\displaystyle \begin{matrix} \mathbf{1} & \mathbf{2} & 3 & & \mathbf{5} & 2 \cdot 3 & 7 & & & \mathbf{2 \cdot 5} \\ 11 & & \mathbf{13} & 2 \cdot 7 & 3 \cdot 5 & & \mathbf{17} & & 19 & \\ 3 \cdot 7 & 2 \cdot 11 & 23 & & & \mathbf{2 \cdot 13} & & & \mathbf{29} & 2 \cdot 3 \cdot 5 \\ 31 & & 3 \cdot 11 & \mathbf{2 \cdot 17} & 5 \cdot 7 & & \mathbf{37} & 2 \cdot 19 & 39 & \\ \mathbf{41} & 2 \cdot 3 \cdot 7 & 43 & 2 \cdot 23 & & & 47 & & & \end{matrix}

We’re getting closer to seeing the pattern, but it’s still not very obvious. However, notice that {2 \cdot 5} is 2-square, and so are its prime factors, 2 and 5. {2 \cdot 13} is 2-square, and 13 is also 2-square. {2 \cdot 17} is 2-square, and 17 is also 2-square. On the other hand, 3 is not 2-square, and all the square-free numbers which include it as a prime factor ({2 \cdot 3}, {3 \cdot 5}, {3 \cdot 7}, {2 \cdot 3 \cdot 5}, {3 \cdot 11} and {2 \cdot 3 \cdot 7}) are not 2-square. 7 is not 2-square, and neither are {2 \cdot 7} and {5 \cdot 7}. 11 is not 2-square, and neither is {2 \cdot 11}. 19 is not 2-square, and neither is {2 \cdot 19}. 23 is not 2-square, and neither is {2 \cdot 23}. It looks like a square-free integer is 2-square if and only if all of its prime factors are 2-square.

Again, the ‘only if’ part will be difficult to prove since we are working with a negative condition. But let’s try and prove the ‘if’ part here, because in that case we do have something to work with. Now, whenever you want to prove something it’s always useful to try and identify exactly what you’re going to need to use in order to prove it. What we want to prove is that for every square-free positive integer {n} whose prime factors are all 2-square, then {n} is 2-square. But do we really need to use the fact that {n} is square-free? We don’t, actually. The 2-square primes in the list are 2, 5, 13, 17, 29, 37 and 41, and sure enough, {2^2}, {2^3}, {2^4}, {2^2 \cdot 5}, {5^2}, {2^5}, {2 \cdot 17}, {2^3 \cdot 5}, {3^2 \cdot 5} and {2 \cdot 5^2} are all 2-square, so it seems that even if {n} is not square-free, it is still the case that if all its prime factors are 2-square, {n} is 2-square as well. The fact that {n} is square-free only needs to be used in the ‘only if’ part. In fact, we don’t even need to use the fact that the factors are prime, because the statement ‘every positive integer {n} whose prime factors are all 2-square is 2-square’ is equivalent to the statement ‘for every pair of 2-square positive integers {a} and {b}, {a b} is 2-square’, assuming the ‘only if’ part holds. It’s obvious that the second statement implies the first, and to see that the first implies the second, just notice that if {a} and {b} are 2-square, so are all their prime factors (by the ‘only if’ part), and hence so are all the prime factors of {a b} (since each such factor is either a factor of {a} or a factor of {b}). So, it should be possible to prove that {a b} is 2-square as long as {a} and {b} are both 2-square; no additional information should be needed.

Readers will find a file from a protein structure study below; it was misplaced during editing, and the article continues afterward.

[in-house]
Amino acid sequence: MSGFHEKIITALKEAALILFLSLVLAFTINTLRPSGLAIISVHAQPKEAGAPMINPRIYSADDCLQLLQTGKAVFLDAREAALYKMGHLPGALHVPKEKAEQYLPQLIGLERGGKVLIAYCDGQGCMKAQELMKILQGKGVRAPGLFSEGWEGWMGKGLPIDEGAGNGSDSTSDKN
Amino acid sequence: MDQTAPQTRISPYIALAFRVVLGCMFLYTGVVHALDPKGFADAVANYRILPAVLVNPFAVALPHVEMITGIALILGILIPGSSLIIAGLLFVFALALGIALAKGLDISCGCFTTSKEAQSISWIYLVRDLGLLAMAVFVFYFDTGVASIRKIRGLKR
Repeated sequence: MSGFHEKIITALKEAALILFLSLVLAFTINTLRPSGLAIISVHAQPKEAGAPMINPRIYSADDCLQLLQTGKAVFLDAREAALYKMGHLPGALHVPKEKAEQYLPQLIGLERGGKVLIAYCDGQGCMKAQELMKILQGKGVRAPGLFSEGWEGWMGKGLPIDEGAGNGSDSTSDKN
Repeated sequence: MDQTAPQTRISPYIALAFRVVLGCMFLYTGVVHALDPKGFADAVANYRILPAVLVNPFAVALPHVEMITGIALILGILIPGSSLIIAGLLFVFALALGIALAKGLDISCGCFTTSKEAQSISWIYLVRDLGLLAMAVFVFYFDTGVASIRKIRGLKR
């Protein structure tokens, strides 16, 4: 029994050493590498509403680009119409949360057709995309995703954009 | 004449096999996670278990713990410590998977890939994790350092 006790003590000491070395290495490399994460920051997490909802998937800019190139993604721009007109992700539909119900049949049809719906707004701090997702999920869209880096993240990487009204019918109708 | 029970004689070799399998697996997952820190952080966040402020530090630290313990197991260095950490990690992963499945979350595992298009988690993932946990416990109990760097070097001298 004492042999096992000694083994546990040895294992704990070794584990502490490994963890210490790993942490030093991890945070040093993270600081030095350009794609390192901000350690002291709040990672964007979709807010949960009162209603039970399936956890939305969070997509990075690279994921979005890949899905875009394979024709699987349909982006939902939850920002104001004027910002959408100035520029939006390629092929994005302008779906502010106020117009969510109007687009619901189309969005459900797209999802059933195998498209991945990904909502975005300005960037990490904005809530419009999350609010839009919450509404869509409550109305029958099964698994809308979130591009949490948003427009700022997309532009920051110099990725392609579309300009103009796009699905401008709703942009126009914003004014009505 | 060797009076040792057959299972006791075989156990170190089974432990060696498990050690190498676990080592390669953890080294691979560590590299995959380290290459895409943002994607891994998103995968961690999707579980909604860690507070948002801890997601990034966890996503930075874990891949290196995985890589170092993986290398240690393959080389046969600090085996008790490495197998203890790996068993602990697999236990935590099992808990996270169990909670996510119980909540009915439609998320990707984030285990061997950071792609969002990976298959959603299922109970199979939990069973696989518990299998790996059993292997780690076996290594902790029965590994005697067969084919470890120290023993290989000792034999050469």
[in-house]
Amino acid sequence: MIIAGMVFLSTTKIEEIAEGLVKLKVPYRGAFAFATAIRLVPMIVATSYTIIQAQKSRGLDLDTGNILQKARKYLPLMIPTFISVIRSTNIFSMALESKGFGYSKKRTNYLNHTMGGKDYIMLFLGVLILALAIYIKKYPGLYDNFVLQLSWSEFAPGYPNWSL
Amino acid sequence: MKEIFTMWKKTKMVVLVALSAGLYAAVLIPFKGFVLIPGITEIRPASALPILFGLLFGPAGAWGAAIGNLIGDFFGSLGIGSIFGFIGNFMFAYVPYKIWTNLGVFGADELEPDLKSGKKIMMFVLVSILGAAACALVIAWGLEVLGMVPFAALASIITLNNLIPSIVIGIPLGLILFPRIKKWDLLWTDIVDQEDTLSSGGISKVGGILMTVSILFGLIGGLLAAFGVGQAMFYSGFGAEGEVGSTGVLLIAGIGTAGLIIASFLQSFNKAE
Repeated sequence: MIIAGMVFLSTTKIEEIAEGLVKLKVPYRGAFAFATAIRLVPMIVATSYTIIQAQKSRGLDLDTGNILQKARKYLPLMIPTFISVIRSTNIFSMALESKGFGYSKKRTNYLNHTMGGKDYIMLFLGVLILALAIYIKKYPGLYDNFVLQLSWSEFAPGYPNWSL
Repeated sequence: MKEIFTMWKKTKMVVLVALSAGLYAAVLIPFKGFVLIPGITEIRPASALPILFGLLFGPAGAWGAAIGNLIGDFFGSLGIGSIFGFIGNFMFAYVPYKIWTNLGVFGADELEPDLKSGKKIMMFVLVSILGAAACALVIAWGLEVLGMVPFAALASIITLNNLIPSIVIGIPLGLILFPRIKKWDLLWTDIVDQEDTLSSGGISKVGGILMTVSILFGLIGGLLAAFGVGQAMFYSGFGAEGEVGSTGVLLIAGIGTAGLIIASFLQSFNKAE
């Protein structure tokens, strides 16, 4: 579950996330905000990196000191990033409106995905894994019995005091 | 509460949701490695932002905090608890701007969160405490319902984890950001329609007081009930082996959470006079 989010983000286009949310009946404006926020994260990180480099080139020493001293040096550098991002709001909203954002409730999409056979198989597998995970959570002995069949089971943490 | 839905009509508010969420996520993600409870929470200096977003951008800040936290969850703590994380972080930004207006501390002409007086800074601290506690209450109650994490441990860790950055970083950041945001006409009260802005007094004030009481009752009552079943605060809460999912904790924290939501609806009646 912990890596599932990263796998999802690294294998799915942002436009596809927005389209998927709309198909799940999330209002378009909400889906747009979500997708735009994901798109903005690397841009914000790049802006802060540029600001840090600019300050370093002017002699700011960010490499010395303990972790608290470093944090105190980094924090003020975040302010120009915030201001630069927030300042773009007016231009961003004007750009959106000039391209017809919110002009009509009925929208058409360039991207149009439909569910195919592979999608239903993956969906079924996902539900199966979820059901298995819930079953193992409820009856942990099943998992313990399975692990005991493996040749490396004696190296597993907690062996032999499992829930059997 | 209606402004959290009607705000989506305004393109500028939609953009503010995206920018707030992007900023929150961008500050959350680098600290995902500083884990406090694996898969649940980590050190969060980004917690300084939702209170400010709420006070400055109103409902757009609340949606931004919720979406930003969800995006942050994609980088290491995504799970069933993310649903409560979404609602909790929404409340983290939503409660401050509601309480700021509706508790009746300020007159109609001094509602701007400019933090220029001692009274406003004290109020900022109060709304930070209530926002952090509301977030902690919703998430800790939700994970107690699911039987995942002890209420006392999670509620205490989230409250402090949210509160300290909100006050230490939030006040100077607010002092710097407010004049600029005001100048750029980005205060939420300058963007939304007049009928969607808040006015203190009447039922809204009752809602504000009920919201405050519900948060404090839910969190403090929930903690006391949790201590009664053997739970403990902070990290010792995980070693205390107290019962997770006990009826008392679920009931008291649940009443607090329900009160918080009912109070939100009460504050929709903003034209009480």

If {a} is 2-square, it can be written as {x^2 + y^2} where {x} and {y} are integers, and if {b} is 2-square, it can be written as {x^2 + z^2} where {w} and {z} are integers. The product {a b} is then {(x^2 + y^2) (u^2 + v^2) = x^2 u^2 + x^2 v^2 + y^2 u^2 + y^2 v^2 = (x u)^2 + (x v)^2 + (y u)^2 + (y v)^2}. Well, this is definitely a sum of four square integers. At this point it’s not totally obvious what to do, which is why it is useful to be sure that the proof can be carried out even if {a b} is not square-free or {a} and {b} are not both prime. You might just stumble across the method by which the proof is completed by trial and error, but a more illuminating way of completing the proof is to think, again, about what 2-square numbers are in geometric terms. They are the squares of hypotenuses of triangles whose other sides are of integral length. Equivalently, they are the squares of distances from the origin of points on the coordinate plane whose coordinates are integers. Equivalently, they are squares of norms of complex numbers whose real and imaginary parts are integers. Now, the norm operation on complex numbers respects multiplication, just as it does on real numbers: for every pair of complex numbers {a} and {b}, {|a b| = |a| |b|}. If {a = x + y i} and {b = u + v i}, then {a b = (x u - y v) + (x v - y u) i}, and hence the equation {|a b| = |a| |b|} is equivalent to the equation

\displaystyle   (x u + y v)^2 + (x v - y u)^2 = \left( x^2 + y^2 \right) \left( u^2 + v^2 \right), \ \ \ \ \ (2)